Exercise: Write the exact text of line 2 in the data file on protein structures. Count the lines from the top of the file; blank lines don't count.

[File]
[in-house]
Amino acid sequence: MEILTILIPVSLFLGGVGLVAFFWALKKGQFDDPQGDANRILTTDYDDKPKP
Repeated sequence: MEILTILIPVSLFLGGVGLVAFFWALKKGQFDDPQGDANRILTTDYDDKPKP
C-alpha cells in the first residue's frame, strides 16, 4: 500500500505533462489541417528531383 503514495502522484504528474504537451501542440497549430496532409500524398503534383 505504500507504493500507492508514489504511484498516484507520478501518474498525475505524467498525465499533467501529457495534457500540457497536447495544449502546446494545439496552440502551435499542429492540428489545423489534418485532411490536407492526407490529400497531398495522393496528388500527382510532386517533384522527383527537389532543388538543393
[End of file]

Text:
Amino acid sequence: MEILTILIPVSLFLGGVGLVAFFWALKKGQFDDPQGDANRILTTDYDDKPKP